No impact from dredging
Latest water quality test results for Port Curtis show no evidence that dredging is having any impact on water quality, nor any link between water quality and fish health.
The Department of Environment and Resource Management today released a report on water quality sampling carried out in November and December 2011.
Director General Jim Reeves said dissolved metal concentrations were lower in October, November and December compared with the initial samples taken in September.
"The tests were unable to detect dissolved cadmium, chromium, silver and thallium," Mr Reeves said.
"The only metals to exceed water quality guideline trigger values in December samplings were dissolved copper at four of 19 sites and dissolved aluminium at two sites.
"The detection of copper in the Gladstone marina may be related to general marine activities, as copper is a component of antifouling paints.
"However, the number of sites where dissolved copper was detected was the lowest recorded in this investigation program since September 2011.
"The number of sites where dissolved aluminium was detected in December was substantially lower than the previous sampling in November but similar to September and October.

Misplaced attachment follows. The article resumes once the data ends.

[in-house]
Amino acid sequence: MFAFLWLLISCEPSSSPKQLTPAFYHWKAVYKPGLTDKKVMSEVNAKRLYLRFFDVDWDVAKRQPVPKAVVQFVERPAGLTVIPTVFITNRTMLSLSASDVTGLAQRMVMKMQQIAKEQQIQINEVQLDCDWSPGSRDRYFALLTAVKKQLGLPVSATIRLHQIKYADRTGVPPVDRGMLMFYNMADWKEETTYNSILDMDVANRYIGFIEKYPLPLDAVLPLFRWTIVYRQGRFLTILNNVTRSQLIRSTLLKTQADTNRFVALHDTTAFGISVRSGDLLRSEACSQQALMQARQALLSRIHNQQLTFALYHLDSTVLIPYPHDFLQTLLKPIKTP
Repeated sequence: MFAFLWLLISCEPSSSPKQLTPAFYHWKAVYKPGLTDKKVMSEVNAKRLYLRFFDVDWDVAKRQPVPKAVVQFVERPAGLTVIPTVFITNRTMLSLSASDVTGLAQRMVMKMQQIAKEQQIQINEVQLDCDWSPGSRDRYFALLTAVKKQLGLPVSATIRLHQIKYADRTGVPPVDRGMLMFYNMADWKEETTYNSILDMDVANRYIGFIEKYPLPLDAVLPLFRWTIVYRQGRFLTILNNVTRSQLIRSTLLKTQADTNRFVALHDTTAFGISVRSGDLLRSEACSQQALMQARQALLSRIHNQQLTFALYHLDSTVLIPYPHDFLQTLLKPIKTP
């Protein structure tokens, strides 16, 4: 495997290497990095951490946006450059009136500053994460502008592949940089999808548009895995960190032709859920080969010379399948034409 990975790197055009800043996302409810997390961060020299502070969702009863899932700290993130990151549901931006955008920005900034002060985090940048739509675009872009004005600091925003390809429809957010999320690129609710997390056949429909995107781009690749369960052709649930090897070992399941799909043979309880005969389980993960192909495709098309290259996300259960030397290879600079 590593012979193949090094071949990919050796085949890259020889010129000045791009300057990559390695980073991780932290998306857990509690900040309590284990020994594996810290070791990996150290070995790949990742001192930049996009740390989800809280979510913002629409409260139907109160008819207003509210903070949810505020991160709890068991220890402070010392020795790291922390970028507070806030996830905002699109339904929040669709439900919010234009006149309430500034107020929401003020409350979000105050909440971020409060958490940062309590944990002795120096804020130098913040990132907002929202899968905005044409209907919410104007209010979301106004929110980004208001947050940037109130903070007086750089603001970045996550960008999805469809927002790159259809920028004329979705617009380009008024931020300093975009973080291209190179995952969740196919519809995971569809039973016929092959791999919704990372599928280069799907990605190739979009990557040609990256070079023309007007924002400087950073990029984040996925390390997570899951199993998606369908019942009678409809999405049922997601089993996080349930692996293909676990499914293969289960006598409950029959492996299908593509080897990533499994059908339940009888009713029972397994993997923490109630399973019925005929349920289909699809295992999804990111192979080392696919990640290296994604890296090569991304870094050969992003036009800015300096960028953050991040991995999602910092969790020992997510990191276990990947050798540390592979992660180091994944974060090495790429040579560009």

"Varying levels of dissolved aluminium have been found in a number of sites including reference sites over the four months of sampling.
"Natural variations in metals at the levels reported in Gladstone are quite common especially following flood events or when there is high natural mineralisation.
"The latest results also found turbidity has varied over the four months of sampling and also across Gladstone waterways.
"For example, we had very low turbidity at Boat Creek in December where we recorded very high turbidity in November.
"This indicates that turbidity naturally rises and falls in some areas within Port Curtis.
"As you would expect in summer, water temperatures continued to increase which meant that dissolved oxygen concentrations also fell slightly.
"However, dissolved oxygen levels were always more than 70 per cent saturation and these are unlikely to have caused distress to fish.
"The December water samples also found pH levels in all waterways continue to be slightly alkaline which is not unusual.
"We did find nutrient concentrations increased over much of Port Curtis, in particular an increase in total nitrogen.
"The major component of this increase is organic nitrogen which could be the result of run-off from catchments following increased rain in December," Mr Reeves said.
The full report is on the DERM website